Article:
In the next post we will conclude this series with an example that links the dots together, in a way that help streamline the implementation of the concept.

Stay tuned.

The Wealth Maker

Image Credit: Todd Quackenbush on Unsplash

 

The Leader-Manager Entrepreneur


One of my favorite books on leadership is the late Stephen Covey’s: The Seven Habits of Highly Effective People.

Covey’s articulation is top-class. He convinces you that there are two almost independent spheres: One for the leader and another for the manager. Could one person juggle between the two? Covey didn’t particularly recommend that, stressing that a leader should not be consumed by the day-to-day details of the business. Rather, he or she should be totally focused on vision, mission and long-term objectives.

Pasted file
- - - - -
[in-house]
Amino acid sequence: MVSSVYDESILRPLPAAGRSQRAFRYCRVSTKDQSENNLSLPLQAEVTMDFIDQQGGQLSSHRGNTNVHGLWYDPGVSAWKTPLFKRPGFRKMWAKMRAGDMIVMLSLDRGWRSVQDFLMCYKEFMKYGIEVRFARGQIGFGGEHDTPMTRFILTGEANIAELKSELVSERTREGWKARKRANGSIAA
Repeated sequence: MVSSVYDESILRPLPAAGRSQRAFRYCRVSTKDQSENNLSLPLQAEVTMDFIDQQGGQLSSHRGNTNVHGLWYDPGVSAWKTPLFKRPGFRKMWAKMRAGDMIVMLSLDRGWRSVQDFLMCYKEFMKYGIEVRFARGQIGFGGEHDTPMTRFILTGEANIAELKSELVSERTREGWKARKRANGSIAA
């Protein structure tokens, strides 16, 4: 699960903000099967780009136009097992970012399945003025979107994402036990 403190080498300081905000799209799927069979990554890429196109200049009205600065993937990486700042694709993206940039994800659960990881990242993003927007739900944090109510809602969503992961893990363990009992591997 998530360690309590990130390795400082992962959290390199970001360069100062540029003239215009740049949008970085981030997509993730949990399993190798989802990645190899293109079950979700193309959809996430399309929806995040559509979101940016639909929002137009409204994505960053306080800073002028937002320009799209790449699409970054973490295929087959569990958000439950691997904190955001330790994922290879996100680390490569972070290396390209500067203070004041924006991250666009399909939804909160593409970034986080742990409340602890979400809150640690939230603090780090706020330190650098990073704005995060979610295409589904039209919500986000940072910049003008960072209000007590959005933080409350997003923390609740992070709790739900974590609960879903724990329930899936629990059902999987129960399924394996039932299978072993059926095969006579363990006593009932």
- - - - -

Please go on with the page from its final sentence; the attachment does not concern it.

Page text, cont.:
While this can be true in corporations, when it comes to small businesses and entrepreneurship, the lines between the two worlds become rather blurry.

One day, your main focus would be on the five-year strategy of your marketing plan, the next you find yourself under a desk plugging Ethernet cables, or sorting out receipts of recent purchases. And that is the beauty of the whole thing, of the one-man-show adventure. That’s how it starts, and sometimes, that’s how it continues to run. Having said that, I do strongly recommend starting with a credible partner, who would stick with you the whole journey. Loneliness could be tough when the winds are not behind your sails.